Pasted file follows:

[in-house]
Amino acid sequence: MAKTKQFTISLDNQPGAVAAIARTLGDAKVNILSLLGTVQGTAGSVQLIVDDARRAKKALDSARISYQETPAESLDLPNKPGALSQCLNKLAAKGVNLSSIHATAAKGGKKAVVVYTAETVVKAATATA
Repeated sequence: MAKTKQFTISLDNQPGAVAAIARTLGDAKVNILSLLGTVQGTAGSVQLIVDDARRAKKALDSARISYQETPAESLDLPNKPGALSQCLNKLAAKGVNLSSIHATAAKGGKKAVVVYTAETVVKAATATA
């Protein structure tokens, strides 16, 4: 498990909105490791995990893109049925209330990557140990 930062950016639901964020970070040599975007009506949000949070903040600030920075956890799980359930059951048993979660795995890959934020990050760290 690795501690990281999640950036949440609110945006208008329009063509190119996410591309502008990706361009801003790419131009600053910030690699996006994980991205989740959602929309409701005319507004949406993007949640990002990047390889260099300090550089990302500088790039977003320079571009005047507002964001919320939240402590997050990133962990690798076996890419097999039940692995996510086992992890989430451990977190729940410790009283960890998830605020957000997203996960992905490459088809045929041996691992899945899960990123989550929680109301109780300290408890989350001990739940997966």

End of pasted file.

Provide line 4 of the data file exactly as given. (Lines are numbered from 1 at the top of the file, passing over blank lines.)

């Protein structure tokens, strides 16, 4: 498990909105490791995990893109049925209330990557140990 930062950016639901964020970070040599975007009506949000949070903040600030920075956890799980359930059951048993979660795995890959934020990050760290 690795501690990281999640950036949440609110945006208008329009063509190119996410591309502008990706361009801003790419131009600053910030690699996006994980991205989740959602929309409701005319507004949406993007949640990002990047390889260099300090550089990302500088790039977003320079571009005047507002964001919320939240402590997050990133962990690798076996890419097999039940692995996510086992992890989430451990977190729940410790009283960890998830605020957000997203996960992905490459088809045929041996691992899945899960990123989550929680109301109780300290408890989350001990739940997966």